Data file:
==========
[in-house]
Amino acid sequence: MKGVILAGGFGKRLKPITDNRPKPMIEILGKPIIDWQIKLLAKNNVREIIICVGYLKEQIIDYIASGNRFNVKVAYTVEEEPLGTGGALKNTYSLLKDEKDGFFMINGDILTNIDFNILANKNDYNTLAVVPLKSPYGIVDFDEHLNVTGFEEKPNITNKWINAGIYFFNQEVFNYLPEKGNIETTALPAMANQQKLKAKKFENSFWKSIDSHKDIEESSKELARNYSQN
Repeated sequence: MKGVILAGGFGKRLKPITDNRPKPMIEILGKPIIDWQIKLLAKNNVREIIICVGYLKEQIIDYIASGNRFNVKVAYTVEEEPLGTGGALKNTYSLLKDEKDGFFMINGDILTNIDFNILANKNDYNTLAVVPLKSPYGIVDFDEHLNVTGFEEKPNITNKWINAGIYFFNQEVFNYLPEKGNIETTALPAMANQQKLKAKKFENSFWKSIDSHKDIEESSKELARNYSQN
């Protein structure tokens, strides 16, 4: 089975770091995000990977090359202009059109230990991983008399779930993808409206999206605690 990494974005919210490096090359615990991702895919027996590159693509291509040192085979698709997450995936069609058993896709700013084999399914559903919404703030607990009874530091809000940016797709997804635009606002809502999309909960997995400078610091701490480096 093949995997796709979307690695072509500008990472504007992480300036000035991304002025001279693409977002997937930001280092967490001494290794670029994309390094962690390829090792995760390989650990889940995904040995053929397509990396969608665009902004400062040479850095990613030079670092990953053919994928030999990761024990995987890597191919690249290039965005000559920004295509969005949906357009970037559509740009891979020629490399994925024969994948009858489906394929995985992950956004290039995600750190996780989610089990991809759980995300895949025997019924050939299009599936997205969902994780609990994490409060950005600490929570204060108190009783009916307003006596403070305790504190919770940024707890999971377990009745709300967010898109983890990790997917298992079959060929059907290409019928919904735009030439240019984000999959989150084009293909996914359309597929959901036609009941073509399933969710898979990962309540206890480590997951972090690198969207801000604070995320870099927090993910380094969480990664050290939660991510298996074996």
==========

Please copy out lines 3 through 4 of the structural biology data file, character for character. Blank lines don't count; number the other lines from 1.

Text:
Repeated sequence: MKGVILAGGFGKRLKPITDNRPKPMIEILGKPIIDWQIKLLAKNNVREIIICVGYLKEQIIDYIASGNRFNVKVAYTVEEEPLGTGGALKNTYSLLKDEKDGFFMINGDILTNIDFNILANKNDYNTLAVVPLKSPYGIVDFDEHLNVTGFEEKPNITNKWINAGIYFFNQEVFNYLPEKGNIETTALPAMANQQKLKAKKFENSFWKSIDSHKDIEESSKELARNYSQN
């Protein structure tokens, strides 16, 4: 089975770091995000990977090359202009059109230990991983008399779930993808409206999206605690 990494974005919210490096090359615990991702895919027996590159693509291509040192085979698709997450995936069609058993896709700013084999399914559903919404703030607990009874530091809000940016797709997804635009606002809502999309909960997995400078610091701490480096 093949995997796709979307690695072509500008990472504007992480300036000035991304002025001279693409977002997937930001280092967490001494290794670029994309390094962690390829090792995760390989650990889940995904040995053929397509990396969608665009902004400062040479850095990613030079670092990953053919994928030999990761024990995987890597191919690249290039965005000559920004295509969005949906357009970037559509740009891979020629490399994925024969994948009858489906394929995985992950956004290039995600750190996780989610089990991809759980995300895949025997019924050939299009599936997205969902994780609990994490409060950005600490929570204060108190009783009916307003006596403070305790504190919770940024707890999971377990009745709300967010898109983890990790997917298992079959060929059907290409019928919904735009030439240019984000999959989150084009293909996914359309597929959901036609009941073509399933969710898979990962309540206890480590997951972090690198969207801000604070995320870099927090993910380094969480990664050290939660991510298996074996």